Monday, March 14, 2011

Japan on BBC and German TV

This image from the BBC is wrong. It should be a pie chart for electricity, not "energy" -- as a quick search at Wikipedia reveals, oil makes up roughly half of Japan's energy supply, which is what I would expect. Nuclear makes up less than half of what the BBC reports.
As the dire events in Japan apparently continue to worsen, I can't help noticing some clear differences in the reporting on the German public television and the BBC (which is what I have at home). On the BBC, there has been a lot of talk over the weekend about how markets will react and how what is going on compares to Three Mile Island. A number of nuclear experts in business suits from this or that institute or university have come on to explain the technology to the general public.

In Germany (in my subjective perception), there was absolutely no talk about stock markets over the weekend (though that changed slightly today after the Nikkei opened), and comparisons are made primarily to Chernobyl, not Three Mile Island. Nuclear experts explaining what is exactly happening have prominently included people like Michael Sailer of the Institute of Applied Ecology and a handful of nuclear experts from Greenpeace; spokespeople from nuclear institutes have been few and far between. While the folks from Greenpeace generally look like a 30-year-old PhD students in physics in casual wear, Sailer outright looks like a hippie from the 1970s.

I say that not to disparage Sailor and the folks from Greenpeace; indeed, you take these folks lightly at your peril. They will explain current law, the history of nuclear power, and the differences between Japanese and German nuclear reactors in great detail, so if you want to oppose them, you have your work cut out for you. Sailer himself is the chairman of the German government's Nuclear Waste Commission.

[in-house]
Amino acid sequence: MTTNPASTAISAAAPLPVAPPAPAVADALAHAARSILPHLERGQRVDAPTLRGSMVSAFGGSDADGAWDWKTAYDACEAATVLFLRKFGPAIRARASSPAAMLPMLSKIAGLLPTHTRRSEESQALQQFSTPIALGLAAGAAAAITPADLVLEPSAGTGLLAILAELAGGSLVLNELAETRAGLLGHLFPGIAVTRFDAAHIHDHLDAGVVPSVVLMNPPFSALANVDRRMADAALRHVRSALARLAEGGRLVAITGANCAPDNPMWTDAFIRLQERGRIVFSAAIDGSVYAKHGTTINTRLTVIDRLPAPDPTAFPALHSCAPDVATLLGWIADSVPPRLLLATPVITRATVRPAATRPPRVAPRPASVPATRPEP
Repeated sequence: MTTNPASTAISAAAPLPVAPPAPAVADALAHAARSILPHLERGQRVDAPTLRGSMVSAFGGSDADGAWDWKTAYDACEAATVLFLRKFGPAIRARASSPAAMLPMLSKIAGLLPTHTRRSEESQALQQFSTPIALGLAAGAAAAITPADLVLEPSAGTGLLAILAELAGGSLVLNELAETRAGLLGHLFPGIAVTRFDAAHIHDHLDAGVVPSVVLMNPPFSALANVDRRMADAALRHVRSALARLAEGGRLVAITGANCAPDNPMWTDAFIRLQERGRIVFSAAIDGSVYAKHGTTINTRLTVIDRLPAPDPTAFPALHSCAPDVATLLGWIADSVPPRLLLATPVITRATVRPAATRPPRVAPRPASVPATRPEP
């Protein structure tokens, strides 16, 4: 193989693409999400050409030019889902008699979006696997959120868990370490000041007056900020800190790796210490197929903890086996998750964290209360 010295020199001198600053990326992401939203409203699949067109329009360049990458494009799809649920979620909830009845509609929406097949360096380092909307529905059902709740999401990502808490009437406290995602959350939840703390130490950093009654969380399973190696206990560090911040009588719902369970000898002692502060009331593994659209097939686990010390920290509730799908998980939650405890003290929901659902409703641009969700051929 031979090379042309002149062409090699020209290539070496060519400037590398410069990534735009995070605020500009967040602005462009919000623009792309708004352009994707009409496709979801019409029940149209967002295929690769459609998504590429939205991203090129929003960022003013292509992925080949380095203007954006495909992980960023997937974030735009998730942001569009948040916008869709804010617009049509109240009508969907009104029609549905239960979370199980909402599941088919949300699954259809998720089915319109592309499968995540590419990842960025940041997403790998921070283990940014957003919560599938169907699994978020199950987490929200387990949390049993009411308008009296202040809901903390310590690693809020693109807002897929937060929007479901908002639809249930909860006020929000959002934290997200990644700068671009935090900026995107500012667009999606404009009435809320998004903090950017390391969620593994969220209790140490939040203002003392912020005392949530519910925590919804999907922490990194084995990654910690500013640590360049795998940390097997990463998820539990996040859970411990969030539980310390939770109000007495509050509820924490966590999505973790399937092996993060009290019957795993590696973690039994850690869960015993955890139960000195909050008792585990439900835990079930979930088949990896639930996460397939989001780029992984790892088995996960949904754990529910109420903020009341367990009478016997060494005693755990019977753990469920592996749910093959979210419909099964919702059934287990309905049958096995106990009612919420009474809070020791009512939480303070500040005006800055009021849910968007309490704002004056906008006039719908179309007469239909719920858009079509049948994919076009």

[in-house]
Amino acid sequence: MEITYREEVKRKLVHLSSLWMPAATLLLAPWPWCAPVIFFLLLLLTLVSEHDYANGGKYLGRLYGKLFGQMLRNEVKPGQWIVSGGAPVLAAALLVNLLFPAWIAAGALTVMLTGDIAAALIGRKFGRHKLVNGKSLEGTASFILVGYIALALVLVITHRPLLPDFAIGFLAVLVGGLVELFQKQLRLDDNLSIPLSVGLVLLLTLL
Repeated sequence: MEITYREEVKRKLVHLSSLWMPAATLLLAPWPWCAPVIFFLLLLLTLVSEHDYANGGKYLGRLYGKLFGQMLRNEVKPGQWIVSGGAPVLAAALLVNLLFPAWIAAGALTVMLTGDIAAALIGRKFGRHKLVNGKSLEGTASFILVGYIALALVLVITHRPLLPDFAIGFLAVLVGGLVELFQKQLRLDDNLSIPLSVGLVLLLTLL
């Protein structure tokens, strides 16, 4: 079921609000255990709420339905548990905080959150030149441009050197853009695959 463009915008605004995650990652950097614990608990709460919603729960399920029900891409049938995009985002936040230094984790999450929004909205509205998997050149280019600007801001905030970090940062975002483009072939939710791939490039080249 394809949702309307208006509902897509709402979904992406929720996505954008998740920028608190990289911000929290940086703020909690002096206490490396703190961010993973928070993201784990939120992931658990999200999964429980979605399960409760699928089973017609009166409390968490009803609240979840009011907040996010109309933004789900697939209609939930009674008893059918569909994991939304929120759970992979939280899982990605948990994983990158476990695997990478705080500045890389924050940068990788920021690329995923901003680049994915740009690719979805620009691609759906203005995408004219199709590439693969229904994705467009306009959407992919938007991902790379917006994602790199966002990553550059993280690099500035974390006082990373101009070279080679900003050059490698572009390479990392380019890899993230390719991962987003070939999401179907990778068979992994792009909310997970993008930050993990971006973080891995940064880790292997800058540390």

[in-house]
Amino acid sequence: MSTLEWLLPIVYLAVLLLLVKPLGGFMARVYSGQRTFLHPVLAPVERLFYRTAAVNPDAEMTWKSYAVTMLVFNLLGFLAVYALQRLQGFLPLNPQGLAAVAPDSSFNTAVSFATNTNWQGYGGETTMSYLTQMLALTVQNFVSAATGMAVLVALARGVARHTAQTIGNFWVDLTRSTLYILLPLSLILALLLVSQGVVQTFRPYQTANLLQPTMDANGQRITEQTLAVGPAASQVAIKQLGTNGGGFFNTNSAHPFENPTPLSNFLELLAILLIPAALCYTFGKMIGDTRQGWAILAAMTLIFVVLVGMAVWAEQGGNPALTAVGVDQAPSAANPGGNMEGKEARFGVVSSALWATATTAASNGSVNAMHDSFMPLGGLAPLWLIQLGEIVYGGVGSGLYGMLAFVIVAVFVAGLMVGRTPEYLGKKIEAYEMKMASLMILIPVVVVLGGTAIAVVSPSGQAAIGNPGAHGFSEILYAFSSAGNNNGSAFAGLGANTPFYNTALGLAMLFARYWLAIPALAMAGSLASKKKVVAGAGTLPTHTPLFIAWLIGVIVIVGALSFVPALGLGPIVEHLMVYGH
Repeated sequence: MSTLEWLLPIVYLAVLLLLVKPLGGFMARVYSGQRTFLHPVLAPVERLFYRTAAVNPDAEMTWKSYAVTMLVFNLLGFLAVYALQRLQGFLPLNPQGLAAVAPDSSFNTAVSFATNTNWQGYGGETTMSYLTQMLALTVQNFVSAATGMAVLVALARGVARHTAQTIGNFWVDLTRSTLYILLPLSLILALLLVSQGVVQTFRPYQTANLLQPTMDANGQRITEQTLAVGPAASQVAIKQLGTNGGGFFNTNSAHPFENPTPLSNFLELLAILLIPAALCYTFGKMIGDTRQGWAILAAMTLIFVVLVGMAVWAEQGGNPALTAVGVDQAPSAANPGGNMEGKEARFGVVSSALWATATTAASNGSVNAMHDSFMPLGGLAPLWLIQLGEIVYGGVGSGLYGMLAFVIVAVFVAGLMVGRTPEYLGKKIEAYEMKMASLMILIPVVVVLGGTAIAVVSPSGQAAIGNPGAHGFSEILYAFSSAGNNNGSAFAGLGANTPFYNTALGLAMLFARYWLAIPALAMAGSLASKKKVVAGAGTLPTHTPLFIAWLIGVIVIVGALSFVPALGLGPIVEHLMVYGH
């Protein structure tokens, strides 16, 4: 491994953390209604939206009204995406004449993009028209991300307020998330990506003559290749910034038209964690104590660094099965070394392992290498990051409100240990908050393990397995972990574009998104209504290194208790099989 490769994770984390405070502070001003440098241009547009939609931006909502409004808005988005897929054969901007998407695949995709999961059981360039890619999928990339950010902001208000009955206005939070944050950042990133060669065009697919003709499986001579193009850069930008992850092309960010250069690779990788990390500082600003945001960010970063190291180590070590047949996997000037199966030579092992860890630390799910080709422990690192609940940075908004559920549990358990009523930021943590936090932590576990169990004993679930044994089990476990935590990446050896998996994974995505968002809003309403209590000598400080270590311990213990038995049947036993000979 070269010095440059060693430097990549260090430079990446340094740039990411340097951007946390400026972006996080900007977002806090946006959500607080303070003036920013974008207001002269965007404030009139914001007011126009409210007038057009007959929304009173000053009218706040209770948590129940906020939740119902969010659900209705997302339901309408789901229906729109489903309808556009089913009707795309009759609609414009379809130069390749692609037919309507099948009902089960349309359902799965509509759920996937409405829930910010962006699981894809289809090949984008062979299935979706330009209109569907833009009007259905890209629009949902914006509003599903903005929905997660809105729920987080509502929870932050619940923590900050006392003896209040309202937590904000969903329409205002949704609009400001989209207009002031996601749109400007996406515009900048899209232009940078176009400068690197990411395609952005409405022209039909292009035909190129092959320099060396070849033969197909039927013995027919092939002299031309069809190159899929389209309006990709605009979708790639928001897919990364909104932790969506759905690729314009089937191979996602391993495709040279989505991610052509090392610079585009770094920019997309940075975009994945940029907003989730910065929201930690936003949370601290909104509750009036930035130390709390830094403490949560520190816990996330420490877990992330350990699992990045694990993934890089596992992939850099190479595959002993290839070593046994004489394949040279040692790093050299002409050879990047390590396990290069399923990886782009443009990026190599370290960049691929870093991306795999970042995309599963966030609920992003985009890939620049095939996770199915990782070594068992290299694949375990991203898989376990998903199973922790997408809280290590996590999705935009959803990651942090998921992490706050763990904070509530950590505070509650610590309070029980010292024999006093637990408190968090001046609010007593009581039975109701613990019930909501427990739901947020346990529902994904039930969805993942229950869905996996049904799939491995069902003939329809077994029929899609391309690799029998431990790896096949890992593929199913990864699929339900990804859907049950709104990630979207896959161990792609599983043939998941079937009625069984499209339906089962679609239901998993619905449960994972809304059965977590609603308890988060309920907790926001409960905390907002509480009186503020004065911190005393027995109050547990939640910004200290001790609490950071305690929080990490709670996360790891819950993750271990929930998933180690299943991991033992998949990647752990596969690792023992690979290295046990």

I wonder whether such people would be taken seriously in the UK – or the US, for that matter; but alas, I do not have US TV at home. My feeling is that, whatever their actual expertise, critics of nuclear power would need to look like conservative businessman to be heard out.

As I was writing this, there was also a report on the BBC about how events in Japan might change Germany's plans to extend the lives of its nuclear power plants beyond 32 years. I tend to agree with German Environmental Minister Röttgen, who says that we need to focus on what has changed. Just because an accident happens does not mean that the risk of nuclear is any greater. As I wrote back in my book (published in 2006 but completed in 2005):

... nuclear power plants should not be built in areas prone to natural disasters like earthquakes, such as Japan, which has 52 plants. As Leuren Moret, the whistle-blower from the Lawrence Livermore Nuclear Weapons Laboratory’s Yucca Mountain Project, recently put it, “Of all the places in all the world where no one in their right mind would build scores of nuclear power plants, Japan would be pretty near the top of the list.”

So we knew such accidents could happen. As Röttgen points out, what we now know is that the precautions taken at nuclear plants in Japan were apparently not great enough – the plants may have been insufficiently protected against tsunamis, and they were designed to withstand earthquakes up to a magnitude of 8.2, whereas they got magnitude 9.

Röttgen seems to be suggesting that German nuclear plants should be reviewed with an eye to increasing safety requirements considerably. As Sailer points out, nothing has been done to the plants over the past decade since they were expected to be taken off-line anyway. Germany may very well decide that far stricter safety requirements are needed, and power companies could then react by opting to shut the plants down instead.

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